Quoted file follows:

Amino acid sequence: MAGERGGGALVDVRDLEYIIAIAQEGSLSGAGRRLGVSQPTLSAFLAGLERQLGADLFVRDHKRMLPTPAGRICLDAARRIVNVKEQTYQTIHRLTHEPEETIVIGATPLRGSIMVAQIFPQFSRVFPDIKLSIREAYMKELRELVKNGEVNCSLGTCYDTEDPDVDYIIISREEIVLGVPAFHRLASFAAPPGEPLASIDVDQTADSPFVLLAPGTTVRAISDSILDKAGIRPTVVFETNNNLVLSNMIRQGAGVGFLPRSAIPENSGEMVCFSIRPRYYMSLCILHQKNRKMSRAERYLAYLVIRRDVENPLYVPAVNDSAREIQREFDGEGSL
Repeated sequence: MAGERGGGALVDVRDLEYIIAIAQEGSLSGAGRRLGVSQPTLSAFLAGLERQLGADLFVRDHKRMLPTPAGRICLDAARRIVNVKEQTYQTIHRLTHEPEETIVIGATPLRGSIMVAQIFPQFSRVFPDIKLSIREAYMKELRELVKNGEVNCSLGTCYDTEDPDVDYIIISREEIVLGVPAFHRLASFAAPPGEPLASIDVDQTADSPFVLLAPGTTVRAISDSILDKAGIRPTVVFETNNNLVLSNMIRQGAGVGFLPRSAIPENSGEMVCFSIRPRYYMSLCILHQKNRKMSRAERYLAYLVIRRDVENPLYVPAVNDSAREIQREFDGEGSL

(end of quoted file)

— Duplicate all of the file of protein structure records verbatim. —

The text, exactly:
Amino acid sequence: MAGERGGGALVDVRDLEYIIAIAQEGSLSGAGRRLGVSQPTLSAFLAGLERQLGADLFVRDHKRMLPTPAGRICLDAARRIVNVKEQTYQTIHRLTHEPEETIVIGATPLRGSIMVAQIFPQFSRVFPDIKLSIREAYMKELRELVKNGEVNCSLGTCYDTEDPDVDYIIISREEIVLGVPAFHRLASFAAPPGEPLASIDVDQTADSPFVLLAPGTTVRAISDSILDKAGIRPTVVFETNNNLVLSNMIRQGAGVGFLPRSAIPENSGEMVCFSIRPRYYMSLCILHQKNRKMSRAERYLAYLVIRRDVENPLYVPAVNDSAREIQREFDGEGSL
Repeated sequence: MAGERGGGALVDVRDLEYIIAIAQEGSLSGAGRRLGVSQPTLSAFLAGLERQLGADLFVRDHKRMLPTPAGRICLDAARRIVNVKEQTYQTIHRLTHEPEETIVIGATPLRGSIMVAQIFPQFSRVFPDIKLSIREAYMKELRELVKNGEVNCSLGTCYDTEDPDVDYIIISREEIVLGVPAFHRLASFAAPPGEPLASIDVDQTADSPFVLLAPGTTVRAISDSILDKAGIRPTVVFETNNNLVLSNMIRQGAGVGFLPRSAIPENSGEMVCFSIRPRYYMSLCILHQKNRKMSRAERYLAYLVIRRDVENPLYVPAVNDSAREIQREFDGEGSL